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Epistle to the Hebrews 4: 6-13 (NIV)
6 Therefore since it still remains for some to enter that rest, and since those who formerly had the good news proclaimed to them did not go in because of their disobedience, 7 God again set a certain day, calling it “Today.” This he did when a long time later he spoke through David, as in the passage already quoted:
“Today, if you hear his voice,
do not harden your hearts.”
8 For if Joshua had given them rest, God would not have spoken later about another day. 9 There remains, then, a Sabbath-rest for the people of God; 10 for anyone who enters God’s rest also rests from their works, just as God did from his. 11 Let us, therefore, make every effort to enter that rest, so that no one will perish by following their example of disobedience.
12 For the word of God is alive and active. Sharper than any double-edged sword, it penetrates even to dividing soul and spirit, joints and marrow; it judges the thoughts and attitudes of the heart. 13 Nothing in all creation is hidden from God’s sight. Everything is uncovered and laid bare before the eyes of him to whom we must give account.
“Nothing in all creation is hidden from God’s sight” (verse 13a). This extends beyond the physical world, beyond all that is temporal. Even our attitudes and intentions and what we might think of as our secret thoughts are uncovered and laid bare before him to whom we must give account.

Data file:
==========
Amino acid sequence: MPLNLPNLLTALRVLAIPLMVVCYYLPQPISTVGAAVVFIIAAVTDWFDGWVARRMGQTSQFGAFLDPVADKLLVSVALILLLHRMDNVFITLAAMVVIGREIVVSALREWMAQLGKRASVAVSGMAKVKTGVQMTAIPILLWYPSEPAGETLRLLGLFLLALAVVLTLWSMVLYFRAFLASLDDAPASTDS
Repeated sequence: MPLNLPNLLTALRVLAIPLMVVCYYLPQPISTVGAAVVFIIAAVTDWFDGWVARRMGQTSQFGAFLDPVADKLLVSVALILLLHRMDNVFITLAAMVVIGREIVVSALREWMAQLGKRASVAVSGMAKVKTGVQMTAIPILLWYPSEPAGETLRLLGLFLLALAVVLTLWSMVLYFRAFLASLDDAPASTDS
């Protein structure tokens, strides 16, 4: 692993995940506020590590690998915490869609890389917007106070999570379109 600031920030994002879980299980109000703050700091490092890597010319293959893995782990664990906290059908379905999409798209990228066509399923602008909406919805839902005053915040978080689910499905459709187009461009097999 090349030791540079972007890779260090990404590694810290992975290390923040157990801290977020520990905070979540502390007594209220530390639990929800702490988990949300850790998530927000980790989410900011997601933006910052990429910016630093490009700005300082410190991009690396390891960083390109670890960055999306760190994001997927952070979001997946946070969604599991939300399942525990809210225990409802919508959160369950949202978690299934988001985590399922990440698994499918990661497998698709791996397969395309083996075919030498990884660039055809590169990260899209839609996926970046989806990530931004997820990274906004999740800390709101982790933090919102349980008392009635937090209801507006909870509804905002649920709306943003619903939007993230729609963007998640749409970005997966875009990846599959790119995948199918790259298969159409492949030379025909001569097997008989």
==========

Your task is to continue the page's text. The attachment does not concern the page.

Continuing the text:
The closer we draw to God, the more our consciences are receptive to him and the more we are able to respond in accordance with his purposes. You may have discovered that, as you read God’s word in holy Scripture, the word presents the message of that book of the Bible and, simultaneously, it speaks into your conscience, rebuking or correcting you even before you may have had opportunity to act on what is no more than a thought. We can understand from personal experience therefore how the writer of this Epistle to the Hebrews regards the word of God to be “alive and active”.
Where is the conscience located? Does it reside in an individual’s soul? Does it reside in the spirit? Wherever the conscience is to be found, it is not concealed from God’s word.
Why did the writer introduce this description of the power of God’s word precisely at this point in the Epistle? I wonder if he was reflecting on what he had written about “those who formerly had the good news proclaimed to them” (verse 6)? They “did not go in (to God’s rest) because of their disobedience” (verse 6b). There the writer was referring to the children of Israel, led by Moses, who spent forty years in the wilderness and perished. It was the next generation who, led by Joshua, entered the “promised land”.
The writer urged that those receiving his Epistle should make every effort to enter that rest. His intention was that “no one will perish by following their example of disobedience” (verse 11).
We are to continue in obedience to God’s word and we are to invite God’s word to hone our consciences. Speaking into “the thoughts and attitudes of our hearts” (verse 12), God’s word will not only judge us but will also teach us and promote our growth in faithfulness.